It is an age-old question and one that can cause controversy. Some say scones shouldn’t have eggs; some say they should (like me). I believe scones benefit from the egg as they bind the ingredients, add flavour, and act as a leavener and aids in the rise, leading to increased fluffiness.
❄️ Storage and Freezer Instructions
To store: These easy Pumpkin Scones are best served fresh and slightly warm. To store them, wrap them in plastic wrap or place them in a ziplock bag to retain their moisture and prevent them from drying out. Leave at room temperature. They should last 1 to 2 days.
To freeze: Once the scones are cooled, wrap them immediately in plastic wrap or place them in a freezer-safe container and freeze for up to 3 months. Thaw at room temperature and reheat in the oven or microwave.
🍁 More Fall/Autumn Recipes
If you tried this Pumpkin Scones recipe or any other recipe on my website, please leave a 🌟 star rating and let me know how you go in the 📝 comments below. I love hearing from you!
Pumpkin Scones Recipe
- 375 g plain flour (all-purpose), Alternatively, use self-raising flour and add only 1 teaspoon of baking powder into the dough.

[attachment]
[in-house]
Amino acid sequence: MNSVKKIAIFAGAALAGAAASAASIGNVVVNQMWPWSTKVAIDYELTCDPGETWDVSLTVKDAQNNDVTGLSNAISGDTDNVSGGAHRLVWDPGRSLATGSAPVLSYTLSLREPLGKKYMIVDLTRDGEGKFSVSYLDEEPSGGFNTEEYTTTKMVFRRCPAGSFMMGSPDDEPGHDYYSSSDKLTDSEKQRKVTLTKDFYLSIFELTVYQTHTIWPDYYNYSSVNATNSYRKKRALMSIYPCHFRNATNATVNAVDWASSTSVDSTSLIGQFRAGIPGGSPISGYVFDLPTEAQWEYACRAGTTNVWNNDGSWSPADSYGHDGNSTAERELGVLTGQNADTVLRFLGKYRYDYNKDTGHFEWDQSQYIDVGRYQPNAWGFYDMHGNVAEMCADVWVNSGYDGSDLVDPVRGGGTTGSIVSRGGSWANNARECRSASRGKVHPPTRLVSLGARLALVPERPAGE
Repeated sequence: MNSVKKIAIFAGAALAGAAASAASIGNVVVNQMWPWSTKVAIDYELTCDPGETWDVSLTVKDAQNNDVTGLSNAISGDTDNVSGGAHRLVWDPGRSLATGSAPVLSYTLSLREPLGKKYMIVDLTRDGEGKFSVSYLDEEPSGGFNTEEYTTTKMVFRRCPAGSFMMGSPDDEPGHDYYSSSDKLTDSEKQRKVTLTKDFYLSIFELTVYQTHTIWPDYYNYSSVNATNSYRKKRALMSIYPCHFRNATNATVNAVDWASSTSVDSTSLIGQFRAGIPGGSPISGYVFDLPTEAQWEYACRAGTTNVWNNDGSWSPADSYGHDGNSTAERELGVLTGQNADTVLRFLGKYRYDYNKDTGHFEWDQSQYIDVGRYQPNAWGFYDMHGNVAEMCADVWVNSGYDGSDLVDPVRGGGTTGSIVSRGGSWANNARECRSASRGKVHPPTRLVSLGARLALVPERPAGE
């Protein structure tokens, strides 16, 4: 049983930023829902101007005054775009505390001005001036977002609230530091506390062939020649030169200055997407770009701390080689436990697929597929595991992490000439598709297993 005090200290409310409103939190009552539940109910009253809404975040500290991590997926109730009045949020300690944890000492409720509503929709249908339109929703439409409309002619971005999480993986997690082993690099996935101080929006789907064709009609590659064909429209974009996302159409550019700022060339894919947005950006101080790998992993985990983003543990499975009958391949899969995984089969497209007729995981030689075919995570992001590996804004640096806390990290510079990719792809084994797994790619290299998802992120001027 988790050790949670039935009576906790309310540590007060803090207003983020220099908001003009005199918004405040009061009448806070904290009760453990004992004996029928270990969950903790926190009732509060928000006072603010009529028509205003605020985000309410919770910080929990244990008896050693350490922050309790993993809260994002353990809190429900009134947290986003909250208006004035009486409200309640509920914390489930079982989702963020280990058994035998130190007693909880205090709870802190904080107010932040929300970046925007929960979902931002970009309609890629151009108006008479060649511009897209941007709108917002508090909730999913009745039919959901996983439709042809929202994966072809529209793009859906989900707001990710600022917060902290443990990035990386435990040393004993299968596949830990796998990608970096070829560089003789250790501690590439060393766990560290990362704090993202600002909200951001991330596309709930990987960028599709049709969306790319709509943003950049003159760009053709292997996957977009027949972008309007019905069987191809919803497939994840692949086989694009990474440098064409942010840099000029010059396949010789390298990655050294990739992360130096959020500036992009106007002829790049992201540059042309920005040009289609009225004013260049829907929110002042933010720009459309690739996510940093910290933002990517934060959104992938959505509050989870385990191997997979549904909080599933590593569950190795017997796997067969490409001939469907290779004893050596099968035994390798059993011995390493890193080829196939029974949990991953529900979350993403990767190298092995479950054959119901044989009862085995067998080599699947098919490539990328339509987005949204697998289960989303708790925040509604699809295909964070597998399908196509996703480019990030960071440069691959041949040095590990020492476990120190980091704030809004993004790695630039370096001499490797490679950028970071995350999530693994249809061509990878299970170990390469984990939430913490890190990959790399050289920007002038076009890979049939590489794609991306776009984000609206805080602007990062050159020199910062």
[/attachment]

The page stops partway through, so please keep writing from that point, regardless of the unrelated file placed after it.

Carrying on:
- 3 teaspoon baking powder
- 1 teaspoon ground cinnamon
- 1 teaspoon ground ginger
- ½ teaspoon ground cloves
- ¼ teaspoon fine salt
- 100 g caster sugar
- 115 g pumpkin puree
- 60 ml buttermilk, cold
- 1 large egg
- 1 teaspoon vanilla extract
- 90 g unsalted butter, chilled and cubed
- 1 tablespoon coarse turbinado sugar or Demerara sugar
- 120 g powdered icing sugar (confectioners’ sugar)
- 3-4 tablespoon maple syrup
- chopped toasted pecans or pumpkin seeds
- Sift dry ingredients together. Line a baking tray with parchment paper. Into a large mixing bowl, sift in your dry ingredients: flour, baking powder cinnamon, ginger, cloves and salt. Add in the sugar and stir together.
- Whisk wet ingredients together. Remove one teaspoon of the whisked egg and set aside - this will be used for egg wash later on. Into the remaining egg, add the pumpkin puree, buttermilk, vanilla and mix together.
- Add butter to flour. Add the chopped butter to the flour mix and using your fingertips, toss the pieces until they are separated and coated with flour. Rub the flour and butter together until it looks like breadcrumbs with some larger pieces the size of peas. (Alternatively, use a pastry cutter).